In addition to other requirements, landlords in North Carolina must make sure they are in compliance with smoke alarms and carbon monoxide alarms in the premises.

Smoke detectors:

Provide operable smoke alarms, either battery-operated or electrical, having an Underwriters’ Laboratories, Inc., listing or other equivalent national testing laboratory approval. Smoke alarms must be installed in accordance with either the standards of the National Fire Protection Association or the minimum protection designated in the manufacturer’s instructions. Landlord must replace or repair the smoke alarm within 15 days of receipt of a written notification by tenant that the alarm needs to be replaced or repaired. The landlord is responsible for installing new batteries in a battery-operated smoke alarm at the beginning of the tenancy (tenant replaces the batteries as needed during the tenancy). After December 31, 2012, when installing a new smoke alarm or replacing an existing smoke alarm, the landlord is required to install a tamper-resistant, 10-year lithium battery smoke alarm. There are some exceptions to this requirement:

  • the premises is equipped with a hardwired smoke alarm with a battery backup; or
  • the premises is equipped with a smoke alarm combined with a carbon monoxide alarm that both complies with ANSI/UL2034 or ANSI/UL2075 for carbon monoxide alarms and ANSI/UL217 for smoke alarms, and emits an alarm in a manner that clearly differentiates between detecting the presence of carbon monoxide and the presence of smoke.

Carbon monoxide alarms

Provide a minimum of one operable carbon monoxide alarm per rental unit per level, either battery-operated or electrical. Alarm must be listed by a nationally recognized testing laboratory that is OSHA-approved to test and certify to American National Standards Institute/Underwriters Laboratories Standards ANSI/UL2034 or ANSI/UL2075, and must be installed in accordance with either the standards of the National Fire Protection Association or the minimum protection designated in the manufacturer’s instructions. The landlord must ensure that a carbon monoxide alarm is operable and in good repair at the beginning of each tenancy, and new batteries must be installed at the beginning of a tenancy (tenant replaces batteries as needed during tenancy). The landlord can provide a combined carbon monoxide alarm/smoke alarm as long as the device does both of the following:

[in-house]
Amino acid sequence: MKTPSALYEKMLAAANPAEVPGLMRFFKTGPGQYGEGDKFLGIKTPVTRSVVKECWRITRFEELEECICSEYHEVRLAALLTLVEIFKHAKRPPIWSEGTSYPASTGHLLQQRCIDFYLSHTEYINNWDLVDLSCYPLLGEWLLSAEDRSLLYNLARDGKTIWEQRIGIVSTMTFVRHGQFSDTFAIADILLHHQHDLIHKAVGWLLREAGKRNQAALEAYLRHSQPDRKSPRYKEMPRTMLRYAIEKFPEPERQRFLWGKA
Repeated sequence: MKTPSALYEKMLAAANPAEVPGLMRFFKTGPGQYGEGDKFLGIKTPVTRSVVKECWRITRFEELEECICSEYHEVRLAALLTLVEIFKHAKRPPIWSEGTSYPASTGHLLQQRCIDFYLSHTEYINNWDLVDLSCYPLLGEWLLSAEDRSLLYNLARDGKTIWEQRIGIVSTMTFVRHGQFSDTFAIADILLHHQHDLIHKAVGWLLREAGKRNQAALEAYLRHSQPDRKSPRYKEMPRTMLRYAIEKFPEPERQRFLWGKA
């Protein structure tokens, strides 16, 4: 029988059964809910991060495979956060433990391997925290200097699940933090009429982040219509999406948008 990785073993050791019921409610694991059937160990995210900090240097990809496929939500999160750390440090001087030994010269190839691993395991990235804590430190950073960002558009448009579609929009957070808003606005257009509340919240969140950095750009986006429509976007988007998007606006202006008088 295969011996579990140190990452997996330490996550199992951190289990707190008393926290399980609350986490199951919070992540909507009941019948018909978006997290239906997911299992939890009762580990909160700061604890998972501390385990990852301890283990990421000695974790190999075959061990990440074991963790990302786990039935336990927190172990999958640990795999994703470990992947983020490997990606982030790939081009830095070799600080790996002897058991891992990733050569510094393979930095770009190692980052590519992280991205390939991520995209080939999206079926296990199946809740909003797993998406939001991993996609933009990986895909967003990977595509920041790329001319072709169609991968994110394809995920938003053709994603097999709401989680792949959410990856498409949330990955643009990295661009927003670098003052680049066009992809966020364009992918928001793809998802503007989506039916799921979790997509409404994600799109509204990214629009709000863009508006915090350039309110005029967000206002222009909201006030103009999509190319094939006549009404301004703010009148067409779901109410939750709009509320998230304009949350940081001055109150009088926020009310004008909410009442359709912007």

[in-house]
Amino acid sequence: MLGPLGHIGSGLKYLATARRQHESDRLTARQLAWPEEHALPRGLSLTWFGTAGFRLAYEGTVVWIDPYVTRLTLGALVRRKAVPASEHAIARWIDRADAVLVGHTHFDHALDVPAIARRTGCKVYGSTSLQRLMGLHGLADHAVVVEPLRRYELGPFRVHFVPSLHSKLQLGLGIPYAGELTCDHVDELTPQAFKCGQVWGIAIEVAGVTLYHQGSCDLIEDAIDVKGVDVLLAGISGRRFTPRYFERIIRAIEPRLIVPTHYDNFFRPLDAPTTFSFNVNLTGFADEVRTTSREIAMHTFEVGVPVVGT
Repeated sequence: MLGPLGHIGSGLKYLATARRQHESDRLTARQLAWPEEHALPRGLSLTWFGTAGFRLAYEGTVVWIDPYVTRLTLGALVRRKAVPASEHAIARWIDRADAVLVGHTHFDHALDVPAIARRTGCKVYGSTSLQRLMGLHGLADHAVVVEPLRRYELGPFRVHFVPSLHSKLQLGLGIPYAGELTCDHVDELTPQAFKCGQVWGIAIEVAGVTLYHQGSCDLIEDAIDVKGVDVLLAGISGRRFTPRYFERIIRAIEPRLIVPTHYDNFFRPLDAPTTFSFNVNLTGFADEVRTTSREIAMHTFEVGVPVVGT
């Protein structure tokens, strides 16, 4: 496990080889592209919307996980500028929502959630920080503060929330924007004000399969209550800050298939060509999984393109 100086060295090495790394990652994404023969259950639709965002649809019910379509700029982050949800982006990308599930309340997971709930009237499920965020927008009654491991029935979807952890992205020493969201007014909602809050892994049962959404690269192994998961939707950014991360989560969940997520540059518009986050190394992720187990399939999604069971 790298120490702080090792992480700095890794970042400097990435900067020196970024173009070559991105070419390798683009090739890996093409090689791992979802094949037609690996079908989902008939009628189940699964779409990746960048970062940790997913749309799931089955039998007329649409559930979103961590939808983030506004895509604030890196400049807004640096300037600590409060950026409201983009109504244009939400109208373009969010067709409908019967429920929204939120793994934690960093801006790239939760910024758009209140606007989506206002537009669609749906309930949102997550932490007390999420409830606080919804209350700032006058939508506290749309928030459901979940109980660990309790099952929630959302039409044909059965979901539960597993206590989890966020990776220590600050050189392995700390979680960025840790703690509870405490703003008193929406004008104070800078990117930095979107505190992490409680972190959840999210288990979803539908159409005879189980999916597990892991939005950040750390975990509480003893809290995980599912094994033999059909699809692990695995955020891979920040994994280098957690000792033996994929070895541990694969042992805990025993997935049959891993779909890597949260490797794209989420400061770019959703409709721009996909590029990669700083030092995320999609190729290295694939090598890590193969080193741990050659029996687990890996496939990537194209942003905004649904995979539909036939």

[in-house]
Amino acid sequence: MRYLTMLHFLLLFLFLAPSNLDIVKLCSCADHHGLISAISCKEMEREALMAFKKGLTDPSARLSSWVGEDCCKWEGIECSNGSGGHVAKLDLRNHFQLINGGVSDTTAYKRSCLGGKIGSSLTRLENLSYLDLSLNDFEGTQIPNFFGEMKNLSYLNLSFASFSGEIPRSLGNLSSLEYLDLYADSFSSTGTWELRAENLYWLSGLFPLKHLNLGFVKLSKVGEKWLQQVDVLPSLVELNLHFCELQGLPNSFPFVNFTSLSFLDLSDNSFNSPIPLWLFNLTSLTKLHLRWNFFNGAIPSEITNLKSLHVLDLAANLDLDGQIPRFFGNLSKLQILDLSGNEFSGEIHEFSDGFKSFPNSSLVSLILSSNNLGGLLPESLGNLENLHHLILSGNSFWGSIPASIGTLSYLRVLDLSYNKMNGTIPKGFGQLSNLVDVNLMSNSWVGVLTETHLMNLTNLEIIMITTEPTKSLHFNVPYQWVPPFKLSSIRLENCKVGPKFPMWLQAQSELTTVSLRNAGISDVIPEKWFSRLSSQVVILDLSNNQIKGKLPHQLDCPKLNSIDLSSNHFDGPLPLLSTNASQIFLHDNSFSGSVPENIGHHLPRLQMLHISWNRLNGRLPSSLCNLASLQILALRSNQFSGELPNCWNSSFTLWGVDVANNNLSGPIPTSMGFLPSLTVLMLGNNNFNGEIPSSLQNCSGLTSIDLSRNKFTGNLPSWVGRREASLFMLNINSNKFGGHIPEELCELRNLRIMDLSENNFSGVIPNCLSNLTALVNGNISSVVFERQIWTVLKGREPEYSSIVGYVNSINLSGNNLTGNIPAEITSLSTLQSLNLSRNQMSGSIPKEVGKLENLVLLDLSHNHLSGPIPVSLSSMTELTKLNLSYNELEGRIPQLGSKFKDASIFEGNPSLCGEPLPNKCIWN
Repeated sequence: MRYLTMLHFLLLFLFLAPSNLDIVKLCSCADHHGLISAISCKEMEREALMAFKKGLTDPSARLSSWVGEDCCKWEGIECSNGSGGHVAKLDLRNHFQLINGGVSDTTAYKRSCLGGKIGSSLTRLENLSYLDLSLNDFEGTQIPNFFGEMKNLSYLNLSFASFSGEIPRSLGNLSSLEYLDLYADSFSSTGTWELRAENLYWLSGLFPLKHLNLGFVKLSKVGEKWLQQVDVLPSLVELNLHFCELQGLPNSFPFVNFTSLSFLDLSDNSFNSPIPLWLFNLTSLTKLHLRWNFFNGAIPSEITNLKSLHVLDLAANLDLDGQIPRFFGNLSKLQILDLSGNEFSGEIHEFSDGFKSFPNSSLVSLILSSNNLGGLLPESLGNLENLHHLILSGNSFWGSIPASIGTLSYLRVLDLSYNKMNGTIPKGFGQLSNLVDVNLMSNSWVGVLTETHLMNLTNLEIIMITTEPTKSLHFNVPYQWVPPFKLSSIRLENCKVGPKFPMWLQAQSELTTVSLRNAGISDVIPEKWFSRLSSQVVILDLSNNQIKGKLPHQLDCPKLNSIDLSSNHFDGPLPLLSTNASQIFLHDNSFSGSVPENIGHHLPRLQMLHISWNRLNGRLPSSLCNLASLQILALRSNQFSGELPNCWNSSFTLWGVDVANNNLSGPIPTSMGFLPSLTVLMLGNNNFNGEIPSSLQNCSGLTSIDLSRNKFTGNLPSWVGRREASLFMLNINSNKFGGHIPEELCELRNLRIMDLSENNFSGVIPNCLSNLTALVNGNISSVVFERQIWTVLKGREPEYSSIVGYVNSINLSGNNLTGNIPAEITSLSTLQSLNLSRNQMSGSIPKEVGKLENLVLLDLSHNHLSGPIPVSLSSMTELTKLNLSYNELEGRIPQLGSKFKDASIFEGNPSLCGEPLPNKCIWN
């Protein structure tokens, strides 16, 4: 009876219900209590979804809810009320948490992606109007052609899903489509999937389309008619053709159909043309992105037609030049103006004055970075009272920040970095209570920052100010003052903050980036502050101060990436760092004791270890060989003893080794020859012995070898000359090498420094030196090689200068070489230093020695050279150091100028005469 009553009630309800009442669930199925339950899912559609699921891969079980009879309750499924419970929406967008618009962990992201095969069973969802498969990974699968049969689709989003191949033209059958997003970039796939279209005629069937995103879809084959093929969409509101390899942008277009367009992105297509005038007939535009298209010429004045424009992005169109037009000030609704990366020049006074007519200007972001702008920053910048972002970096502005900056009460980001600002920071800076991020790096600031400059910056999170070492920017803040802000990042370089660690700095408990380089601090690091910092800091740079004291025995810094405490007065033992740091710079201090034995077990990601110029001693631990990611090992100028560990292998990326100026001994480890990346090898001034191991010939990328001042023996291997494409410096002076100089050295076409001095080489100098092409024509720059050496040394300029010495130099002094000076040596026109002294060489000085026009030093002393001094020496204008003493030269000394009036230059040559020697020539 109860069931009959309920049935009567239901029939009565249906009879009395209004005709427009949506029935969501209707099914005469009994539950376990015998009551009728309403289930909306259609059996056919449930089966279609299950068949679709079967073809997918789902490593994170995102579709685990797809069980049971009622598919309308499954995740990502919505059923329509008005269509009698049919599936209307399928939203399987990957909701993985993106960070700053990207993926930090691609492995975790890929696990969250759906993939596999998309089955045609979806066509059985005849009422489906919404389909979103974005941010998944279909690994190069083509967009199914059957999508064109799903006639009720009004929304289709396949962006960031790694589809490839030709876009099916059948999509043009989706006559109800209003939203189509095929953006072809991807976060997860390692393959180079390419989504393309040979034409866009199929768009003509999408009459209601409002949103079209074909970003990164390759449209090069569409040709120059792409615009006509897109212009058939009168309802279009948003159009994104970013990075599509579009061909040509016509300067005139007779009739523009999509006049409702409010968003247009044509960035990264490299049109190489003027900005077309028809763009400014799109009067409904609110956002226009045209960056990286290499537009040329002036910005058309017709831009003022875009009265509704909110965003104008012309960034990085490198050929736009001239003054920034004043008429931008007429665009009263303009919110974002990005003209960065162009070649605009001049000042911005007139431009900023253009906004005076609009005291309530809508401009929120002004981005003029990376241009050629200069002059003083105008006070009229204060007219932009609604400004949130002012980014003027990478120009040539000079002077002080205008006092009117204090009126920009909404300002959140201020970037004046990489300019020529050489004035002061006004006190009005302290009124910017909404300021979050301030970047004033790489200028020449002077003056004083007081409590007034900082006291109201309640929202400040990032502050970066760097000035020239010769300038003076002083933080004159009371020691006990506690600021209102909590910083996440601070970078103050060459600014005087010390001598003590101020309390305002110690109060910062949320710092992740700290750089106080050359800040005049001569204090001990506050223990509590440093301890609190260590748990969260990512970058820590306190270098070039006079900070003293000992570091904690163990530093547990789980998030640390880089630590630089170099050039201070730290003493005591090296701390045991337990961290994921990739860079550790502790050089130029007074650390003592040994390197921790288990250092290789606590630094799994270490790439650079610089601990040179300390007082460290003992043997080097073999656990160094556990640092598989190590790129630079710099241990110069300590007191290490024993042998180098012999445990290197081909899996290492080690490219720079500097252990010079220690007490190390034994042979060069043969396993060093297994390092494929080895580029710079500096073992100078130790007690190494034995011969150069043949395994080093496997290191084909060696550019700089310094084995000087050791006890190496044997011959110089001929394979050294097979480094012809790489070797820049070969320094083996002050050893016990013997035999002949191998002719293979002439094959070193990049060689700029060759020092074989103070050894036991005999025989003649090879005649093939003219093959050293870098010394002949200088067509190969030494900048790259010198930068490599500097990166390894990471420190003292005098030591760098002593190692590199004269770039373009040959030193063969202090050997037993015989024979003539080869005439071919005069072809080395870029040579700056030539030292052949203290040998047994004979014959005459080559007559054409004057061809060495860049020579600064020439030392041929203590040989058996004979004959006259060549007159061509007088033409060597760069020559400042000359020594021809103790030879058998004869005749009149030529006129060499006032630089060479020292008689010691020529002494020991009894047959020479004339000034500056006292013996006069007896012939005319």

• Complies with ANSI/UL2034 or ANSI/UL2075 for carbon monoxide alarms and ANSI/UL217 for smoke alarms; and
  • emits an alarm in a manner that clearly differentiates between detecting the presence of carbon monoxide and the presence of smoke.

Fines related to smoke and carbon monoxide alarms

The landlord is required to supply both a working smoke alarm and a carbon monoxide alarm. If the landlord fails to provide, install, replace, or repair a smoke alarm or a carbon monoxide alarm within 30 days of having received a written notice from the tenant or any agent of the State or local government of the landlord’s failure to do so, the landlord will be subject to a fine of up to $250.00 for each violation. In addition, after December 31, 2012, if the landlord installs a new smoke alarm or replaces an existing smoke alarm, the smoke alarm must be a tamper-resistant, 10-year lithium battery smoke alarm. Any exceptions and the full text of the statute can be found by reading N.C.G.S.A. § 42-42(a)(5a).